Right after MLK Day, former Decatur Mayor Elizabeth Wilson will give a talk about "the Beacon Hill Community and Civil Rights in Decatur."
She'll speak at noon Tuesday, Jan. 17, in the top courtroom/meeting space of the at 101 E Court Square, Decatur. The free event is part of the .
Beacon Hill was an African-American neighborhood near downtown Decatur bordered by Atlanta Avenue, Herring Street and Robin Street.
Much of the neighborhood was wiped out by urban renewal that started in the 1940s, as described in a 2010 article in the Atlanta Journal-Constitution.
A press release from the DeKalb History Center says,
Elizabeth will discuss the churches, neighborhood and the schools. She has interviewed early residents and some of their children for additional history. The segregated schools included Herring Street School (later Herring-Trinity High School) and Beacon Elementary School.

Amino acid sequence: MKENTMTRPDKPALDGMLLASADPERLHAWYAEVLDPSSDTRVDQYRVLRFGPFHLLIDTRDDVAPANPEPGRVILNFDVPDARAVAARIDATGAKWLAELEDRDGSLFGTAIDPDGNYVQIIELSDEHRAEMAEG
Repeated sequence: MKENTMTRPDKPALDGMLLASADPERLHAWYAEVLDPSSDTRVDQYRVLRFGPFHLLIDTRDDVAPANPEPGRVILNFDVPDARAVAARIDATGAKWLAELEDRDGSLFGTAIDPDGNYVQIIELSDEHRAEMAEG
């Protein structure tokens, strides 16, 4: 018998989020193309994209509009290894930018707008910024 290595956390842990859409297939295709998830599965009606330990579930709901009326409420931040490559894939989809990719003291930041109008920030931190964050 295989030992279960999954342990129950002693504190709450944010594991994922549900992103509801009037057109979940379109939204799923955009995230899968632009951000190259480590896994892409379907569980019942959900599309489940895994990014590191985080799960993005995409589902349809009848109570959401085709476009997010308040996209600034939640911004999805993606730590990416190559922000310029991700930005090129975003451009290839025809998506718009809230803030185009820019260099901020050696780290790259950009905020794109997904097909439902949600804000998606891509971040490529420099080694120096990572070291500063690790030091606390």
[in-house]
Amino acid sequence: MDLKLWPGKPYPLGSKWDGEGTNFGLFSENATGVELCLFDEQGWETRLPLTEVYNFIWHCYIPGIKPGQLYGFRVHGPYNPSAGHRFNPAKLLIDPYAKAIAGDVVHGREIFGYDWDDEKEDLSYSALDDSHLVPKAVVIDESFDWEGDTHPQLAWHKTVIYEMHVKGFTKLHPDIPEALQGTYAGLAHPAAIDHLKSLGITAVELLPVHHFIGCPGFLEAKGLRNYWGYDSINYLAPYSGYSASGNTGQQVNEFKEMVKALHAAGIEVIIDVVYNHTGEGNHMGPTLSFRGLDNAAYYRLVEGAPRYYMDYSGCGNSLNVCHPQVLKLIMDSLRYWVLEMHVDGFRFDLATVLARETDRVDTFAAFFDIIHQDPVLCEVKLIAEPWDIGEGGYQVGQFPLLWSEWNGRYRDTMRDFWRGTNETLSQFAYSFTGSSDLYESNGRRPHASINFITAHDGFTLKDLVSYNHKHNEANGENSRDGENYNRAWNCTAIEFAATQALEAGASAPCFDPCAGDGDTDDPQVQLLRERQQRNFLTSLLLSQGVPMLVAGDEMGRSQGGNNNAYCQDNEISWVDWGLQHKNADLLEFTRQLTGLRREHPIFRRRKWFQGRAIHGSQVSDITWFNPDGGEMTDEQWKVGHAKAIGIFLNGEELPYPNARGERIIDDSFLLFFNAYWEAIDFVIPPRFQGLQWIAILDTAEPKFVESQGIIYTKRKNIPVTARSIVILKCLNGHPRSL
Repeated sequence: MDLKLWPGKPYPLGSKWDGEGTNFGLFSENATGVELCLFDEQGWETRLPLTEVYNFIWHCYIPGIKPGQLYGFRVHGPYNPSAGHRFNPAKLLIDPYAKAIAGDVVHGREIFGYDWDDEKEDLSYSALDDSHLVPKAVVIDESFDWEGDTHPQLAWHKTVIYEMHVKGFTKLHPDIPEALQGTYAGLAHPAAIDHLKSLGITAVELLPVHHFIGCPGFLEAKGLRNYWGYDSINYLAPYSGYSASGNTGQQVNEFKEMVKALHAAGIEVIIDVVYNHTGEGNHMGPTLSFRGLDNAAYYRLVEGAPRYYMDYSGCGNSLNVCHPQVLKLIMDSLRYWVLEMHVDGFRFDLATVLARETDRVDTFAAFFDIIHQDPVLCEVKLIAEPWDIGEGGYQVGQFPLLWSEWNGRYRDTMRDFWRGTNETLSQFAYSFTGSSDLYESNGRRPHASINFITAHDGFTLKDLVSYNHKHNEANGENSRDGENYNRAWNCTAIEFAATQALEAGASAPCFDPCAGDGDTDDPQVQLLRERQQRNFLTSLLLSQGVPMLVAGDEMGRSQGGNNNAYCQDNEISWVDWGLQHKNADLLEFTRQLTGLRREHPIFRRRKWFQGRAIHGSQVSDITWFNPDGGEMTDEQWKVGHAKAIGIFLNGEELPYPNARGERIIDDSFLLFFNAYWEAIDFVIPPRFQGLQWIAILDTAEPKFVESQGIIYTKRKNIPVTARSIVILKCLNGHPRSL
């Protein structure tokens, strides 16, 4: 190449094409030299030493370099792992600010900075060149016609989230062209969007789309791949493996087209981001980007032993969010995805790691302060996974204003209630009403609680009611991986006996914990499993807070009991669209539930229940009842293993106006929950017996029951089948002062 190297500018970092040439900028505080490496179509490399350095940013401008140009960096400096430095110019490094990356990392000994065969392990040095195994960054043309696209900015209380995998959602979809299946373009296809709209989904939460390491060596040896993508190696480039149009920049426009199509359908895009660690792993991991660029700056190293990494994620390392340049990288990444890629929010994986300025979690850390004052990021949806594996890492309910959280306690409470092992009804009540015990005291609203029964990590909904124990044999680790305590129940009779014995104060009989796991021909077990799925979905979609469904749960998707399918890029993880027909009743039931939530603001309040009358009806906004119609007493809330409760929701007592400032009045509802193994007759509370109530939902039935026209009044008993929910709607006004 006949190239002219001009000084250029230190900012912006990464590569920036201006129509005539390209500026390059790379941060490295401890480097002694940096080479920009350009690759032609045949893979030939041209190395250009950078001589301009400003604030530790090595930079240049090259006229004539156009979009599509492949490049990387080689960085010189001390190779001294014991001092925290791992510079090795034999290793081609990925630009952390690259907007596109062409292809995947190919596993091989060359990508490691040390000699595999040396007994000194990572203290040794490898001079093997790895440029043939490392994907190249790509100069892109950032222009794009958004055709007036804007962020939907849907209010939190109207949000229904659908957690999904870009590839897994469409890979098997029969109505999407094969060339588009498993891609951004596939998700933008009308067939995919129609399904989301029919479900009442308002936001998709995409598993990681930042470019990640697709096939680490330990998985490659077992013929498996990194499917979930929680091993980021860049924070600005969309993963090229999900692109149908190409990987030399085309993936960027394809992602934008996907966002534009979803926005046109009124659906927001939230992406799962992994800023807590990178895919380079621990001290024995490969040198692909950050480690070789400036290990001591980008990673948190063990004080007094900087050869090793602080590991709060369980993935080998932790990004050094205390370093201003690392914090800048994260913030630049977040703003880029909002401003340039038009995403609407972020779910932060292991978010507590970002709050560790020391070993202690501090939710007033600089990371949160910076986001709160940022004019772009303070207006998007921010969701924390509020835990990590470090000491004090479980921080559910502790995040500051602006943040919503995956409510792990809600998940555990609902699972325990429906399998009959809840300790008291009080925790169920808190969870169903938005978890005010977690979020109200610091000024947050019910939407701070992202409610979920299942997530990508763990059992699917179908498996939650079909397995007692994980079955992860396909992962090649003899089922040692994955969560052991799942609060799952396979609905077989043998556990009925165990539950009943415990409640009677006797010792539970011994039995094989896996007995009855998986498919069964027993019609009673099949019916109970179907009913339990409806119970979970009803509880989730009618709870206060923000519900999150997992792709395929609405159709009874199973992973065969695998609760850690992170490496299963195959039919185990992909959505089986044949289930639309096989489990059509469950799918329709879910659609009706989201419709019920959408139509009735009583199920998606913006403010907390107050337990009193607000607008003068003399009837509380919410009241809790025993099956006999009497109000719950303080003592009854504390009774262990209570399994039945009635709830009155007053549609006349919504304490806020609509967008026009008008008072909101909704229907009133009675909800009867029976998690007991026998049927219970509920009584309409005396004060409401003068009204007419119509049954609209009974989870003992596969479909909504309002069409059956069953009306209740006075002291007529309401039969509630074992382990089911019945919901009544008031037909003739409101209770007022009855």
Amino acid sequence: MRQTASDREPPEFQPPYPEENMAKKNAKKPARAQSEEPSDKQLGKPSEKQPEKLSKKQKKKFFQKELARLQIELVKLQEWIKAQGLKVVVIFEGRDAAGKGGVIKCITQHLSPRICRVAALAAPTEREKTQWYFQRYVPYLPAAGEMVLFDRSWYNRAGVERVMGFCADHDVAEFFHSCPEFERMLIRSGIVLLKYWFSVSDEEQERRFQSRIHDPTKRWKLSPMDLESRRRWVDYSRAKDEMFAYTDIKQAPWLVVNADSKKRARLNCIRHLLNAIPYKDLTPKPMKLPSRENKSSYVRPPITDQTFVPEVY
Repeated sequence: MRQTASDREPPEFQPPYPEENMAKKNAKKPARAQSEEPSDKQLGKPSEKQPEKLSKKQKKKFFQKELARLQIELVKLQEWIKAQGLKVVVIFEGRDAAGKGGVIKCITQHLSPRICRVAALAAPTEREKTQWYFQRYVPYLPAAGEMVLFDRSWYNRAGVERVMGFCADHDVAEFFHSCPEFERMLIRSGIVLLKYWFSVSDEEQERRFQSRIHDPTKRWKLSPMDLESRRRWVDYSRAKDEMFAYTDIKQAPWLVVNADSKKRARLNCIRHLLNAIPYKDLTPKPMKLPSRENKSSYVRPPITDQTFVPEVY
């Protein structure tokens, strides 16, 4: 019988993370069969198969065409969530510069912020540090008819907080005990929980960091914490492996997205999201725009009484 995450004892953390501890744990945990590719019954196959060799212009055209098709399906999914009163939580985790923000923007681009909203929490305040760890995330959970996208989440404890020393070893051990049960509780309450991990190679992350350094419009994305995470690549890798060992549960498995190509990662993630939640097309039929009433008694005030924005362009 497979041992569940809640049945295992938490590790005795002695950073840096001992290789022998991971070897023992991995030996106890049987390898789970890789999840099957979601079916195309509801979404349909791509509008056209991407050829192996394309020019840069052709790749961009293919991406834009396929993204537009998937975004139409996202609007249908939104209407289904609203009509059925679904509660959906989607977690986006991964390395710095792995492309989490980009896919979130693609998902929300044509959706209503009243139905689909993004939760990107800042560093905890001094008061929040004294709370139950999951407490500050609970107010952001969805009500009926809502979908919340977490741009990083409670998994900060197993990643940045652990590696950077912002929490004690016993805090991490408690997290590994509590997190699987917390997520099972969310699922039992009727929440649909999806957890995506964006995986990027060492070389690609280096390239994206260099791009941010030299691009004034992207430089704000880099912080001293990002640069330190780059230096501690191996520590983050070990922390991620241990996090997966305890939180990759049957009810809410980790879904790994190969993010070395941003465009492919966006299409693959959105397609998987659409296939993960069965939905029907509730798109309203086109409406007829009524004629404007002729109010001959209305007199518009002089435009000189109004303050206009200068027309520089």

This area was re-developed beginning in 1949 in an effort to "clear slums in Decatur" and provide low-cost housing in a specifically segregated area. The city followed the practices seen across the south in the 1950s where towns tore down homes and buildings in "blighted areas."
Elizabeth Wilson moved to Beacon Hill in 1949 and has played a key role in helping to end segregation in Decatur's public institutions. She was elected to the City Commission in 1984 and became Decatur's first African-American mayor in 1993.
The next Lunch and Learn session will be at noon March 20 when Mera Cardenas, executive director of the Arabia Mountain Heritage Area Alliance, Inc.